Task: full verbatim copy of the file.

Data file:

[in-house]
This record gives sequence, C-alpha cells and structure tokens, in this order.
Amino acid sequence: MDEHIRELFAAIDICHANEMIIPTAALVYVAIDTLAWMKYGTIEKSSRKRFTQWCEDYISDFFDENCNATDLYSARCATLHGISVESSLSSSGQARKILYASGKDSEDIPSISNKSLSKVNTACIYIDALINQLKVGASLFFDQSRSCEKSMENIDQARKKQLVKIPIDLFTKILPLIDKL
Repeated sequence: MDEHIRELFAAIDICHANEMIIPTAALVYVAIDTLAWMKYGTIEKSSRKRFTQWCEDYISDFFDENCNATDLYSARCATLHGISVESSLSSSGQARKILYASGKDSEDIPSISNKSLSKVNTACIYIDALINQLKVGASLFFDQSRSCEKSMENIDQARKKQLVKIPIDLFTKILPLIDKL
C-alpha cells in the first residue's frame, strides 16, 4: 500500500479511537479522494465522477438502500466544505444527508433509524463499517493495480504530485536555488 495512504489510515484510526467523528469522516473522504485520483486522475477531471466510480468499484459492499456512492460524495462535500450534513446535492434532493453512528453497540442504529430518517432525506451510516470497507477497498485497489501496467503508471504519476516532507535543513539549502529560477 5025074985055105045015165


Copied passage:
[in-house]
This record gives sequence, C-alpha cells and structure tokens, in this order.
Amino acid sequence: MDEHIRELFAAIDICHANEMIIPTAALVYVAIDTLAWMKYGTIEKSSRKRFTQWCEDYISDFFDENCNATDLYSARCATLHGISVESSLSSSGQARKILYASGKDSEDIPSISNKSLSKVNTACIYIDALINQLKVGASLFFDQSRSCEKSMENIDQARKKQLVKIPIDLFTKILPLIDKL
Repeated sequence: MDEHIRELFAAIDICHANEMIIPTAALVYVAIDTLAWMKYGTIEKSSRKRFTQWCEDYISDFFDENCNATDLYSARCATLHGISVESSLSSSGQARKILYASGKDSEDIPSISNKSLSKVNTACIYIDALINQLKVGASLFFDQSRSCEKSMENIDQARKKQLVKIPIDLFTKILPLIDKL
C-alpha cells in the first residue's frame, strides 16, 4: 500500500479511537479522494465522477438502500466544505444527508433509524463499517493495480504530485536555488 495512504489510515484510526467523528469522516473522504485520483486522475477531471466510480468499484459492499456512492460524495462535500450534513446535492434532493453512528453497540442504529430518517432525506451510516470497507477497498485497489501496467503508471504519476516532507535543513539549502529560477 5025074985055105045015165